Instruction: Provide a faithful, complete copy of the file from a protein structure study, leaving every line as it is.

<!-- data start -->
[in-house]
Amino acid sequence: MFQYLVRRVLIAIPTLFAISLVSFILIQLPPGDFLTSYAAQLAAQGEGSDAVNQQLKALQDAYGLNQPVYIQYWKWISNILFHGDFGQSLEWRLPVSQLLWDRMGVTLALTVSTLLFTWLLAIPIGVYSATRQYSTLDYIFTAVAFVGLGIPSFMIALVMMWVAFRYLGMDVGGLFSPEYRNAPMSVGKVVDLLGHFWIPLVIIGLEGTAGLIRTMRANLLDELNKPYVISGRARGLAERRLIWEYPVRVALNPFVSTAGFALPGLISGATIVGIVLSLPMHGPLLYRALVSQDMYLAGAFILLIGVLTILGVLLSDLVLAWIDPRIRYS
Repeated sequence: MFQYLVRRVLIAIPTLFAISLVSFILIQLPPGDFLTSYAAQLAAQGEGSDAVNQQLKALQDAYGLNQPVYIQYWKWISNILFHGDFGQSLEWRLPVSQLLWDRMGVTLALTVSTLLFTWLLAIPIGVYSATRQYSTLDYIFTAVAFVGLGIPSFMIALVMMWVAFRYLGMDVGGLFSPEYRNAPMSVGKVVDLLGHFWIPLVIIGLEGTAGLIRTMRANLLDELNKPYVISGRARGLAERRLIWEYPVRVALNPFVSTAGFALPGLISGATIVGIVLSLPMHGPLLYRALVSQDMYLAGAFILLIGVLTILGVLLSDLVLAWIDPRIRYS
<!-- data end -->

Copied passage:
[in-house]
Amino acid sequence: MFQYLVRRVLIAIPTLFAISLVSFILIQLPPGDFLTSYAAQLAAQGEGSDAVNQQLKALQDAYGLNQPVYIQYWKWISNILFHGDFGQSLEWRLPVSQLLWDRMGVTLALTVSTLLFTWLLAIPIGVYSATRQYSTLDYIFTAVAFVGLGIPSFMIALVMMWVAFRYLGMDVGGLFSPEYRNAPMSVGKVVDLLGHFWIPLVIIGLEGTAGLIRTMRANLLDELNKPYVISGRARGLAERRLIWEYPVRVALNPFVSTAGFALPGLISGATIVGIVLSLPMHGPLLYRALVSQDMYLAGAFILLIGVLTILGVLLSDLVLAWIDPRIRYS
Repeated sequence: MFQYLVRRVLIAIPTLFAISLVSFILIQLPPGDFLTSYAAQLAAQGEGSDAVNQQLKALQDAYGLNQPVYIQYWKWISNILFHGDFGQSLEWRLPVSQLLWDRMGVTLALTVSTLLFTWLLAIPIGVYSATRQYSTLDYIFTAVAFVGLGIPSFMIALVMMWVAFRYLGMDVGGLFSPEYRNAPMSVGKVVDLLGHFWIPLVIIGLEGTAGLIRTMRANLLDELNKPYVISGRARGLAERRLIWEYPVRVALNPFVSTAGFALPGLISGATIVGIVLSLPMHGPLLYRALVSQDMYLAGAFILLIGVLTILGVLLSDLVLAWIDPRIRYS